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Op-ed: Facebook’s Nick Clegg calls for bipartisan approach to break the deadlock on internet …



Op-ed: <b>Facebook's</b> Nick Clegg calls for bipartisan approach to break the deadlock on internet ... thumbnail

CEO and co-founder of Facebook Mark Zuckerberg poses next to Facebook head of global policy communications and former UK deputy prime minister Nick Clegg (L) prior to a meeting with French President at the Elysee Palace in Paris, on May 10, 2019.

Yoah Valat | AFP | Getty Images

Around the world, lawmakers are writing the new rules of the internet. In Europe, India, Australia, the UK and elsewhere, laws are being proposed governing everything from privacy and content, to the size and competitiveness of technology companies and how data is held, shared and used at scale.

This is a good thing — regulation is overdue. For too long, many of these important issues have been left to private companies to deal with alone. Far from resisting regulation, Facebook has advocated it in a number of areas for some time now.

President Biden has called for a global alliance of “techno-democracies,” but efforts to regulate tech in Washington have stalled. Much of the domestic debate is devoted to whether to break up big tech companies, but not on the fundamental societal issues at stake — like rules around privacy, safety, content, and data sharing — which can only be fixed by regulation.

This is a pivotal moment. As policymakers begin drafting laws, it’s increasingly clear there are contrasting visions of what the internet should be. The open, accessible and global internet we use today has been shaped by American companies and American values like free expression, transparency, accountability and the encouragement of innovation and entrepreneurship. But these values can’t be taken for granted.

The Chinese internet model — segregated from the wider internet and subject to extensive surveillance — presents a risk to the open internet. Other countries, including Vietnam, Russia and Turkey, have taken steps in a similar direction.

Even in many open democratic societies, there is talk of “data sovereignty” and moves to clamp down on American companies and the sharing of data. Seamless data flows are the life blood of an open internet. But European court rulings have thrown data transfers between the E.U. and U.S. into doubt. Protecting our economies by ensuring the free flow of data between the E.U. and U.S. should be an urgent priority on both sides of the Atlantic. In India, the world’s largest democracy, regulators have published rules that expand the government’s ability to direct social media platforms to trace and take down content, including private messages.

The U.S. risks becoming a nation that exports incredible technologies, but fails to export its values. To make progress, we need to break the gridlock in DC. While there are substantial disagreements between Democrats and Republicans, no one wants the status quo and there’s much both sides agree on.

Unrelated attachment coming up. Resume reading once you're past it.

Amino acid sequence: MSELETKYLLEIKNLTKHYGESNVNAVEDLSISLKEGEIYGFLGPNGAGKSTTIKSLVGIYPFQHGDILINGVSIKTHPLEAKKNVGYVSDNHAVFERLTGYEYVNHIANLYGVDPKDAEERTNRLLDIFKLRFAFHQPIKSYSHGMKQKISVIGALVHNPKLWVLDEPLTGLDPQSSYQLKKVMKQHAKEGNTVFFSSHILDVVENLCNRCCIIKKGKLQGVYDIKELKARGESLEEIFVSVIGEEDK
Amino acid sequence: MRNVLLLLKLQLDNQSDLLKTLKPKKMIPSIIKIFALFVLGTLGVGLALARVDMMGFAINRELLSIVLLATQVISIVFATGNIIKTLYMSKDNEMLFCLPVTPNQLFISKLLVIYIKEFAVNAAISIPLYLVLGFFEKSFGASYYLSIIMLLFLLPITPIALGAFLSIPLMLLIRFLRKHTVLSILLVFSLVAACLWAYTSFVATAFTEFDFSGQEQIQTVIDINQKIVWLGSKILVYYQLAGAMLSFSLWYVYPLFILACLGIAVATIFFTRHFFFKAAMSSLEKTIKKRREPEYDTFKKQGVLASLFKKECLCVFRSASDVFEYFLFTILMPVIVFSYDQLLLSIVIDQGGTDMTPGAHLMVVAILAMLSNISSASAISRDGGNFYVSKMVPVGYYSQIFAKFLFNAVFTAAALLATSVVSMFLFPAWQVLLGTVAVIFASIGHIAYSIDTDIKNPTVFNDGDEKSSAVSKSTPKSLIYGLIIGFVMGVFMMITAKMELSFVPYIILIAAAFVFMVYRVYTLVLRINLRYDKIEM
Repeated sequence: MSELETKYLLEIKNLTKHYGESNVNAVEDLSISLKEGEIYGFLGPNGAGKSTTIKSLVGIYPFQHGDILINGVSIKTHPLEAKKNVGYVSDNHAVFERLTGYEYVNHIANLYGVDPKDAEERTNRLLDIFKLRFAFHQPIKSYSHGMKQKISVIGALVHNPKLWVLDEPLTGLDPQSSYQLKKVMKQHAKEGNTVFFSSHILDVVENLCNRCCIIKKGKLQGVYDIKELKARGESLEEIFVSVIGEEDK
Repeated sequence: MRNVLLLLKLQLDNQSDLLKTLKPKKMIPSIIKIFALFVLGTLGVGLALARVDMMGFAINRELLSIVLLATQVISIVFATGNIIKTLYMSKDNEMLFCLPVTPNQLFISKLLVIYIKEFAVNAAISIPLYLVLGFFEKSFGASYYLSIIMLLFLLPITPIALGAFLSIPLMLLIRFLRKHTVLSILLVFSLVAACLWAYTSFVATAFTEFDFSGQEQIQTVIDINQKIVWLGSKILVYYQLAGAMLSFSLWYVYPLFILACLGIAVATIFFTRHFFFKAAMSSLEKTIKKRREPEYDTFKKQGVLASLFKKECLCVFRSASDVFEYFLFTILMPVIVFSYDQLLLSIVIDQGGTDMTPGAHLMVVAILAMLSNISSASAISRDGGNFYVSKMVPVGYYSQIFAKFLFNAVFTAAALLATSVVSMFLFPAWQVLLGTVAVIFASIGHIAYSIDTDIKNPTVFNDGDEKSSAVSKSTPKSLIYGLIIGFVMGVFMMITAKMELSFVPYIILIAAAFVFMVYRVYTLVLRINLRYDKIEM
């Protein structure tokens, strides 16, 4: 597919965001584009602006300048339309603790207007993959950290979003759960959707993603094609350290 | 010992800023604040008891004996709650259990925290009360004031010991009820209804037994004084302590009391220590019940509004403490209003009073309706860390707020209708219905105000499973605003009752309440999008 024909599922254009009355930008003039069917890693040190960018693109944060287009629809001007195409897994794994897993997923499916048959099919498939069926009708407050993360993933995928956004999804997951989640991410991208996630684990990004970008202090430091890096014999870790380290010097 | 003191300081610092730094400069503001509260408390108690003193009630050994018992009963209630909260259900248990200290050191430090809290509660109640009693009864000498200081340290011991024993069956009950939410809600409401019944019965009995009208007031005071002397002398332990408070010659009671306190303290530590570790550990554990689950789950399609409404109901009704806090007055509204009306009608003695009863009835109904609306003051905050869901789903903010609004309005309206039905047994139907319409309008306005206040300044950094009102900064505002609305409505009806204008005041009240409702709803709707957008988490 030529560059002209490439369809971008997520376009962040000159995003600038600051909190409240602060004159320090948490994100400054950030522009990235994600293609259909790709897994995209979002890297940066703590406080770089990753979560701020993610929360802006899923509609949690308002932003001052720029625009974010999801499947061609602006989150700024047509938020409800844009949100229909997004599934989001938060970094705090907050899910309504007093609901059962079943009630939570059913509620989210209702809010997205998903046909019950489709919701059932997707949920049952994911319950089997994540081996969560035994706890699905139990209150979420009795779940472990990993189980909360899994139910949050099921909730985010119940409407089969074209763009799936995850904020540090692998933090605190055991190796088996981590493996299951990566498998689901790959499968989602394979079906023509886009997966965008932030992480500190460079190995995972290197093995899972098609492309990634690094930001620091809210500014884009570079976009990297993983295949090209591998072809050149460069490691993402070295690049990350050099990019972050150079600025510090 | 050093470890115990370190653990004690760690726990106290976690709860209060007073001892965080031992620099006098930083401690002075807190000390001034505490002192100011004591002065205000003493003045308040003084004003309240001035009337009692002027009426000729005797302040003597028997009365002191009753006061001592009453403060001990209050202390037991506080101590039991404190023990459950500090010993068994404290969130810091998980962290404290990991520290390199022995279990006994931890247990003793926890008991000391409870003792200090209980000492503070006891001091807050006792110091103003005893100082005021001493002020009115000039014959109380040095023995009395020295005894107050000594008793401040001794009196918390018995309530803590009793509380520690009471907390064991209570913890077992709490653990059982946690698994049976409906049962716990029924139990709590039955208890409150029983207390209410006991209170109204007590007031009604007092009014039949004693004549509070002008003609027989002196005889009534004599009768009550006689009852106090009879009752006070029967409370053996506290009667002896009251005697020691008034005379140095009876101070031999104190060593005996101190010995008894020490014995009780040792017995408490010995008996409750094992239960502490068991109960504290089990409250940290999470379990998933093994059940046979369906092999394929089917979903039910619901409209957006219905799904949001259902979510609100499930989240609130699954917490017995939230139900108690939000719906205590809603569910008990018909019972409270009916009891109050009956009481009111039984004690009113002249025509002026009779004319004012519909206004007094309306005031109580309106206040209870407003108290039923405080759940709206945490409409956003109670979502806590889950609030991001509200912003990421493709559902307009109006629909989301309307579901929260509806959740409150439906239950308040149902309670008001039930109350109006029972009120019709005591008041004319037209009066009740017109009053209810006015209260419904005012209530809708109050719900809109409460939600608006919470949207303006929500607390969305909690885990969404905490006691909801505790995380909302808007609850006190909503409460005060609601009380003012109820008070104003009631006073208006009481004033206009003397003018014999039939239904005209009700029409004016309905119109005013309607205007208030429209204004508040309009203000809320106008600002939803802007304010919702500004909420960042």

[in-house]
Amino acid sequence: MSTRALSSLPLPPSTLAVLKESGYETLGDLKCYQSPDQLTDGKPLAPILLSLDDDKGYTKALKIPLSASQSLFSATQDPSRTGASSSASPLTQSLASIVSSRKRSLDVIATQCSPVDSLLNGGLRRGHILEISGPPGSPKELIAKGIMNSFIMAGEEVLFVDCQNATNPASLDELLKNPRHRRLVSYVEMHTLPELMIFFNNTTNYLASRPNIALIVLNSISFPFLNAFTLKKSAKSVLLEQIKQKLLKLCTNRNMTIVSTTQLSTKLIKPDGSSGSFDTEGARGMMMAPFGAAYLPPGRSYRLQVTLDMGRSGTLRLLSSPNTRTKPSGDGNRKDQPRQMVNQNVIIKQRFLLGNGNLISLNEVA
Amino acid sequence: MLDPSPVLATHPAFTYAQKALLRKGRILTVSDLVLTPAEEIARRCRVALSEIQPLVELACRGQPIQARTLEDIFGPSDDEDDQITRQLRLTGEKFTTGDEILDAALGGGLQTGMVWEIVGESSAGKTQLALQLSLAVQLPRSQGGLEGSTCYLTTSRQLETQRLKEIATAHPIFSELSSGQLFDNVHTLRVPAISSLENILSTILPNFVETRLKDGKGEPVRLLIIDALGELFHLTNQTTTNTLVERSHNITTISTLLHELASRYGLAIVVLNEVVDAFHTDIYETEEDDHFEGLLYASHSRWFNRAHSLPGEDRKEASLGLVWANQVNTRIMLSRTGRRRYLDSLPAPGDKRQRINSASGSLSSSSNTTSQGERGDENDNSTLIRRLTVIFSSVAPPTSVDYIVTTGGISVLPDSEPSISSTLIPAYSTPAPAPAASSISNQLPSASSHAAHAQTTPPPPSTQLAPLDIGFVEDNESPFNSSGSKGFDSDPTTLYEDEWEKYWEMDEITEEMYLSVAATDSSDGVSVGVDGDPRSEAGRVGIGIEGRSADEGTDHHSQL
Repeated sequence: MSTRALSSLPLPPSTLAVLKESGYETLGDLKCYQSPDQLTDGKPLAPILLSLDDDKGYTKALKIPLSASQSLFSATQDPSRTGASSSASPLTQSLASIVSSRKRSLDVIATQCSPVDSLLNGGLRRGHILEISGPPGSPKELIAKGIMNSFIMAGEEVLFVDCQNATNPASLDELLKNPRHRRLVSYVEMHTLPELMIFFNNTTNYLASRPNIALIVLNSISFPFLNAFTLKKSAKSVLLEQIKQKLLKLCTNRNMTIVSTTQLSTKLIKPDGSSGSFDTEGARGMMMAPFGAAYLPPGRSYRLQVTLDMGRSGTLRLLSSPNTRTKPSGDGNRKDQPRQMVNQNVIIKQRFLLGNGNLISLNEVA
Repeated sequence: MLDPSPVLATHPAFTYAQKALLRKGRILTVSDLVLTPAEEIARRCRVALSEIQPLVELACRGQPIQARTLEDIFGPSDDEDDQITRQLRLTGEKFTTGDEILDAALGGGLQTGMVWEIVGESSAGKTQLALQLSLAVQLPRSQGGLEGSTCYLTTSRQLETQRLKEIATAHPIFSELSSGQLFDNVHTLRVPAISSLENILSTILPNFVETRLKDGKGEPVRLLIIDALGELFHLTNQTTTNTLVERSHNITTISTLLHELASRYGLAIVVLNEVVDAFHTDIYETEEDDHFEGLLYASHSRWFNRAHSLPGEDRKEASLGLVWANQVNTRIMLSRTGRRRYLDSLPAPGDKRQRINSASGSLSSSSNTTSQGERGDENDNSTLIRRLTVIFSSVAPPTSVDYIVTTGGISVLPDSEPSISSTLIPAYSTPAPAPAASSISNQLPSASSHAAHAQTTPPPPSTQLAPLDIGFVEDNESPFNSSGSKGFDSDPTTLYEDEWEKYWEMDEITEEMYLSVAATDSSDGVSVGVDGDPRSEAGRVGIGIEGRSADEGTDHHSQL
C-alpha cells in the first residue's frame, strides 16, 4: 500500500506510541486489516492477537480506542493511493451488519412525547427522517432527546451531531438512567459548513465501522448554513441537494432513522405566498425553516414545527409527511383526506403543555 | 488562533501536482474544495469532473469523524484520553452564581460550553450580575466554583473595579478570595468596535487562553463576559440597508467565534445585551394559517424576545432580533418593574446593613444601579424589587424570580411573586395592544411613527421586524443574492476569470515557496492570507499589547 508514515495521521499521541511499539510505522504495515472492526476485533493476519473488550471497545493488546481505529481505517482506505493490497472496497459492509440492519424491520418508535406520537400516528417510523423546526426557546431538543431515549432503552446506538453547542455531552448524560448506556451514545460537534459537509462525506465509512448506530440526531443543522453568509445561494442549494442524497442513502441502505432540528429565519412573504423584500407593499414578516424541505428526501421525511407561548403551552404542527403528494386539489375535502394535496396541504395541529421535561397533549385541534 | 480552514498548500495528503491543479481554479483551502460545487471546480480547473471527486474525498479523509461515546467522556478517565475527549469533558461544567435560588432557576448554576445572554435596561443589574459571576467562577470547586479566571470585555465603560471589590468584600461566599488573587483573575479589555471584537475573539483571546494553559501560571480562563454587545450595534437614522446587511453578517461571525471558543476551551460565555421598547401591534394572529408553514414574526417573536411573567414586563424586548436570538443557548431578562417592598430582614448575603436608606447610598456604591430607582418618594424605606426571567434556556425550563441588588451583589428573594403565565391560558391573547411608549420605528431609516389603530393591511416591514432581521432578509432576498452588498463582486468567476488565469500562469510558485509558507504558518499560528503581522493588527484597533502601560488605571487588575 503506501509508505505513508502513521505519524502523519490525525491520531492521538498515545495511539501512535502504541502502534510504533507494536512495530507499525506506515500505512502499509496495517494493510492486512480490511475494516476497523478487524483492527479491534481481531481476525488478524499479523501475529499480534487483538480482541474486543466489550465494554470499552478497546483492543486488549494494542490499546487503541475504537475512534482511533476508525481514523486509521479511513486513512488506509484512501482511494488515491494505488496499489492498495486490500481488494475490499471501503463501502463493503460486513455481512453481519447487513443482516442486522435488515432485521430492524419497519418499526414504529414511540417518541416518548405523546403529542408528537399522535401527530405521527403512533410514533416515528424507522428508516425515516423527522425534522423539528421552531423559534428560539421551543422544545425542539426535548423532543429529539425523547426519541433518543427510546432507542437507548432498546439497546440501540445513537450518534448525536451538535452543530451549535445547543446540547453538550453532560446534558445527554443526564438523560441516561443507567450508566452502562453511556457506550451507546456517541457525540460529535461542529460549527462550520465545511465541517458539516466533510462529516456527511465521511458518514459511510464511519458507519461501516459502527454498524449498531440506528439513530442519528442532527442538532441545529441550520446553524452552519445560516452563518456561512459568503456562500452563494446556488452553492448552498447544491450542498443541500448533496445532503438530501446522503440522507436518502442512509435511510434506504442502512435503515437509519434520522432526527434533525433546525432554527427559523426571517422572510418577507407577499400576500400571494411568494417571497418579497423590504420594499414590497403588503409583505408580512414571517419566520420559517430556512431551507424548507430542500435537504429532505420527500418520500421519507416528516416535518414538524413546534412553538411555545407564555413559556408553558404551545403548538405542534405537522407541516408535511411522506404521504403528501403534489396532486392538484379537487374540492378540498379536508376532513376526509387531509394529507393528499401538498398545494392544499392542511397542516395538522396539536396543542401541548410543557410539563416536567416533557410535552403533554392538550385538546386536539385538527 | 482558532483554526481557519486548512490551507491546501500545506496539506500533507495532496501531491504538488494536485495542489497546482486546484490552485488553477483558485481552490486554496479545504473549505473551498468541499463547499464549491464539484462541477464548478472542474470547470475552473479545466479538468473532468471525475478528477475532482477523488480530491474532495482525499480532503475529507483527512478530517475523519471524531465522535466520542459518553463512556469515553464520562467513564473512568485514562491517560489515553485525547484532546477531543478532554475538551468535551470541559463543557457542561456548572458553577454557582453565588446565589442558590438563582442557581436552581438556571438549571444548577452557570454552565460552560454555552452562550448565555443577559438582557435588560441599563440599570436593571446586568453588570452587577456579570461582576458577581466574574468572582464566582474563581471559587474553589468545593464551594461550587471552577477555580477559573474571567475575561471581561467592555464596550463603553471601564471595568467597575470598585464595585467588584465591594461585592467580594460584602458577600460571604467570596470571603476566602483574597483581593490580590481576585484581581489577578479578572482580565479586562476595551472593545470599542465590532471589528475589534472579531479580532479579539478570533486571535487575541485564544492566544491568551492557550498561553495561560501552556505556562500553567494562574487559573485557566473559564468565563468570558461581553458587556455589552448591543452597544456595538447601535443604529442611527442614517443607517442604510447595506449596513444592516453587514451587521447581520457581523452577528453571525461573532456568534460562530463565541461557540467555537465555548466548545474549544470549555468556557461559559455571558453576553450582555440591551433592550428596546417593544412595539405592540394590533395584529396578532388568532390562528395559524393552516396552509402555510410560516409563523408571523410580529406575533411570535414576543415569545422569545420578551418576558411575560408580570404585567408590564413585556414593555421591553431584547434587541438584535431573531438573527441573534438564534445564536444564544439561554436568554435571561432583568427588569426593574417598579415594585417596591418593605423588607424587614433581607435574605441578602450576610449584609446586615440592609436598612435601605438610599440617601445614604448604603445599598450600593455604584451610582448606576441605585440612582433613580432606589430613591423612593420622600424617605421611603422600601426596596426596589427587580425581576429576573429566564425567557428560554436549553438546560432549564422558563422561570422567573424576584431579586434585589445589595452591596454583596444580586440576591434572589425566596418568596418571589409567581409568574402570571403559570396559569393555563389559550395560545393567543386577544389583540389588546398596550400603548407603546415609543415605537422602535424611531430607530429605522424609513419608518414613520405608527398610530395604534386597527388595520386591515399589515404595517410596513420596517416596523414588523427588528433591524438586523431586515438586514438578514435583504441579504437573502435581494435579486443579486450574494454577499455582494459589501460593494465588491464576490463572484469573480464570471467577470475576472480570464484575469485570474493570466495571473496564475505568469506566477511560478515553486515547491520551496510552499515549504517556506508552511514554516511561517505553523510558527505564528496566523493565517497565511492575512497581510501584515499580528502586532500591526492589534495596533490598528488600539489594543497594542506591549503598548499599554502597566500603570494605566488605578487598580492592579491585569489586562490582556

I’m an outsider to both Silicon Valley and Washington. My background is in British and European politics. As the Deputy Prime Minister in the U.K.’s first coalition government for generations, I led a naturally center-left party into a constructive governing arrangement with a center-right one. It worked because we focused on making progress on the things we agreed on.

Here are four areas where I believe progress could be made quickly with a bipartisan approach.

First, reform of Section 230. People of all political persuasions want large companies to take responsibility for combating illegal content and activity on their platforms. And when they remove harmful content, people want them to do so fairly and transparently. Congress could start there.

Platforms should only be granted continued protection from liability for the content they carry if they can demonstrate that they have robust practices for identifying illegal content and quickly removing it. While it would be impractical to hold them liable if a particular piece of content evades detection — there are billions of posts every day — they should be required to follow industry best practices. Congress could also bring more transparency, accountability, and oversight to the processes by which large internet companies make and enforce rules about what users can do or say on their services.

Second, Congress could do more to protect against influence operations. Companies can and do take steps to root out organized networks seeking to mislead people and undermine public trust. But Congress can create deterrence that no industry effort can match. Our teams have published recommended principles for regulation in this space, with a focus on imposing cost on the people behind these campaigns, and creating clarity on the boundary between deception and advocacy. Congress could act now to mandate platform transparency, enable lawful information sharing and impose liability directly on the people and organizations behind malicious influence operations. Congress could also update the rules around the use of social media in elections — rules which haven’t changed meaningfully to account for the internet era. For example, we’ve supported regulation like the Honest Ads Act and the Deter Act to prevent election interference.